Last weekend saw the final round of the BRDC F4 Championship 2014 at Snetterton, with the unusual situation that six drivers could still win the championship with the last three of thirty races to go. The season has been filled with fantastic racing and close action, and this last weekend was likely to be no different.
The first of the weekend’s three races was held on Saturday, and it was not short of drama. Diego Menchaca made a great start, passing the pole position car of George Russell, and taking the lead, with Gaetano di Mauro also having a great start and passing Russell. However, further through the field, collisions between Diego Borrelli and Rodrigo Foseca, and Will Palmer and Jordan Albert, saw the red flags make an appearance, and the race was halted. Menchaca did well at the restart, and led the race to the chequered flag, followed by Charlie Eastwood and title challenger Sennan Fielding, with Gaetano di Mauro in fourth.
This result left Maini leading the championship from Russell – who finished eighth and seventh respectively – by nineteen points, with Fielding into third place, just three points behind Russell. Sunday was going to be an interesting day.
The conditions on Saturday had seen bright blue skies and a wet but drying track, whereas Sunday was a cloudy but dry day. The second race of the weekend saw championship leader Arjun Maini start from pole, with his key challenger, George Russell, right behind him. Raoul Hyman passed Russell at the start from third position, while Maini got a good start. Hyman was challenging hard, knowing that a win for Maini would mean that Hyman would no longer be in contention for the championship. On the fourth lap, Hyman passed Maini, as did George Russell. Sennan Fielding was in fourth place. The battle was now between Hyman and Russell, with the young South African managing to stay ahead of Russell, as Russell set the fastest lap of the race. Meanwhile, championship leader Maini was going the wrong direction in the race standings, with Sennan Fielding and Struan Moore also passing him. The race finished in that order, with Gaetano di Mauro in a good sixth place. GP2 champion, Joylon Palmer, was on hand to award the trophies.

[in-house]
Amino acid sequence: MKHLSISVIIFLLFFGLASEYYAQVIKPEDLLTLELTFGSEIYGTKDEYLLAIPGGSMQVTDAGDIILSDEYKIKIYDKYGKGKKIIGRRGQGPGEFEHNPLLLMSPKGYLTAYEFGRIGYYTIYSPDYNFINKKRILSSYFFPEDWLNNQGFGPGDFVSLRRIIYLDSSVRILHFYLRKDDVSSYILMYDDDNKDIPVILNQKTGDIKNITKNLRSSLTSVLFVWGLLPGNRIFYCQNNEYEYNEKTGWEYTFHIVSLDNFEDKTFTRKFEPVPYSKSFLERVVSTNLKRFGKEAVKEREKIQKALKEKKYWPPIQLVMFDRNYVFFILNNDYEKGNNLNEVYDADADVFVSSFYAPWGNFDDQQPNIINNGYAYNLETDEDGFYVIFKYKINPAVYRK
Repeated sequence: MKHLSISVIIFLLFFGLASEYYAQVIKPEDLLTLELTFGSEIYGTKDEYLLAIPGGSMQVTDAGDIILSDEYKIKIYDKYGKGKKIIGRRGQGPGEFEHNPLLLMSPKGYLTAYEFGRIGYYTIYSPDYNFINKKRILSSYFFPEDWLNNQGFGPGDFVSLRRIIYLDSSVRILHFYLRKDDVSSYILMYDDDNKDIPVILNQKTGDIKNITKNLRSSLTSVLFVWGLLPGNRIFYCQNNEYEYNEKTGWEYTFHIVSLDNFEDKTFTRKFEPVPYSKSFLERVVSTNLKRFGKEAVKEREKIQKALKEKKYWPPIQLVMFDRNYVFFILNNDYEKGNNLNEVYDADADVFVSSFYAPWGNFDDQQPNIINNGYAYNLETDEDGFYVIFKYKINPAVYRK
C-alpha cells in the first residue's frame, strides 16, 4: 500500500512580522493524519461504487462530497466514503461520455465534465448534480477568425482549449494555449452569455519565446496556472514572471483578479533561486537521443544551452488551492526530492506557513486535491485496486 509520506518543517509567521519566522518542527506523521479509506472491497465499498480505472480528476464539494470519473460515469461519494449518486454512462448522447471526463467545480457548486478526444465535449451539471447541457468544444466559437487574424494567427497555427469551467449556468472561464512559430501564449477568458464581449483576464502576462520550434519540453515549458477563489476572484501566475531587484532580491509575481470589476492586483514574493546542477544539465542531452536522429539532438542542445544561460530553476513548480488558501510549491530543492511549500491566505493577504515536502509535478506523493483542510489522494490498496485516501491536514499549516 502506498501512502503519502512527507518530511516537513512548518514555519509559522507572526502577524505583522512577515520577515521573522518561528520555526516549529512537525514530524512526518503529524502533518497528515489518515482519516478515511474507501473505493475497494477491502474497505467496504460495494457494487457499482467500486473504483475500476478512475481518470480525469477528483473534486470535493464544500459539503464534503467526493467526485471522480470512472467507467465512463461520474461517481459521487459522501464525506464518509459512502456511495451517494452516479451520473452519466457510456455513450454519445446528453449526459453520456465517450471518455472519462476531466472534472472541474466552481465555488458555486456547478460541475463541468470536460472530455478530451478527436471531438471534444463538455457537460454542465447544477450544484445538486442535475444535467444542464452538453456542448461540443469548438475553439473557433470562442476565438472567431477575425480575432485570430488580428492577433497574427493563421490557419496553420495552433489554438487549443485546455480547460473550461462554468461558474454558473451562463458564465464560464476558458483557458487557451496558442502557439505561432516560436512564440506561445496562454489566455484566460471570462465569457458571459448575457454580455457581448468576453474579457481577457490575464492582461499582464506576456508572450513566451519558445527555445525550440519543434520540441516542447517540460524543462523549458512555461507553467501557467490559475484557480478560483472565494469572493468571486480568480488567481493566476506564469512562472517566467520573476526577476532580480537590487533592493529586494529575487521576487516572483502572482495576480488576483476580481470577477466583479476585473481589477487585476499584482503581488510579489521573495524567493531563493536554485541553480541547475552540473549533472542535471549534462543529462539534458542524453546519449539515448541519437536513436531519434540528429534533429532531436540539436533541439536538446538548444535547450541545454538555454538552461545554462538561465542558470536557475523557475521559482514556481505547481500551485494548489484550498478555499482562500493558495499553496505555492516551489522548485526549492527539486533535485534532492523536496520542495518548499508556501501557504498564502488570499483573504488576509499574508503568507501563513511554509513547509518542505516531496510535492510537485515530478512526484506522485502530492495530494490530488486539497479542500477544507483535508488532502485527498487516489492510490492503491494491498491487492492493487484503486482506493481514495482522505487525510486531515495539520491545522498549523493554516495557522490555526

This made for an interesting last race on Sunday afternoon. There were still, incredibly, four drivers who could be champion. A podium finish for Arjun Maini would see him as champion. All of the four drivers had already won four races this year, giving an idea of just how close the series had been.
We stopped to chat to Gaetano di Mauro in the paddock before the race, and he was the perfect gentleman, spending plenty of time with us, and even posing for a photo with my son Xander, who was more interested in getting back to see some racing than having his photo taken. We wished him well for the final race.
Just about everyone who was not part of a pit crew left the paddock and headed up the hill that overlooks Riches, the first corner at Snetterton, at the end of the Senna Straight. Actually, the hill gives a great view over Montreal, Palmer, Agostini, Hamilton and Oggies, the first six corners of the circuit.
George Russell started the race from pole, with title rivals Hyman, Fielding and Maini following in that order. Our new friend, Gaetano, was starting from eighth. The green flag lap seemed to take an age as Russell controlled the field around the track. The race started, and Hyman passed Russell for the lead. Palmer spun at Riches, but managed to keep moving. Russell fought back and retook the lead, and started to pull away from Hyman. However, George’s championship chances were not entirely in his hands, as a second place finish from Maini would see him stay on the top step for the series title. Russell’s lead was soon over a second, and Charlie Eastwood passed Maini, then Fielding, for third place. The race finished in that order, and that meant that George Russell had overhauled the points total of Arjun Maini, and became the BRDC F4 2014 Champion by just three points.
The hill emptied, as we all headed over to watch the podium celebrations. George Russell went to the top step and received the trophy for winning the race. Next up, we had the podium for the Jack Cavill Pole Position Cup, which again saw George Russell take the championship. Finally, we had the championship podium, and by this stage, I’m sure that George had become well acquainted with the top step. His prize of £25000 is augmented by a test drive in Abu Dhabi with the Arden GP3 team. He seemed, understandably, delighted, as did his many supporters watching him, as Jonathan Palmer gave him his trophy. A mention too for Arjun Maini, who was very soon in front of a television camera, and who gave a wonderfully professional and upbeat interview, which must have been far from easy given how close he had been to becoming champion. I am very sure, though, that we will see plenty more from the four drivers racing for the title in the last race.
Russell’s Lanan Racing team have had a fantastic year, taking both 1st and 2nd in the championship, and they soon posed for a team photo on the podium.
Of all the many racing formulae that I have watched in 2014 – and there have been many – I have found the BRDC F4 championship to have been consistently the most exciting and close fought races of the year. I am already excited to see what 2015 holds.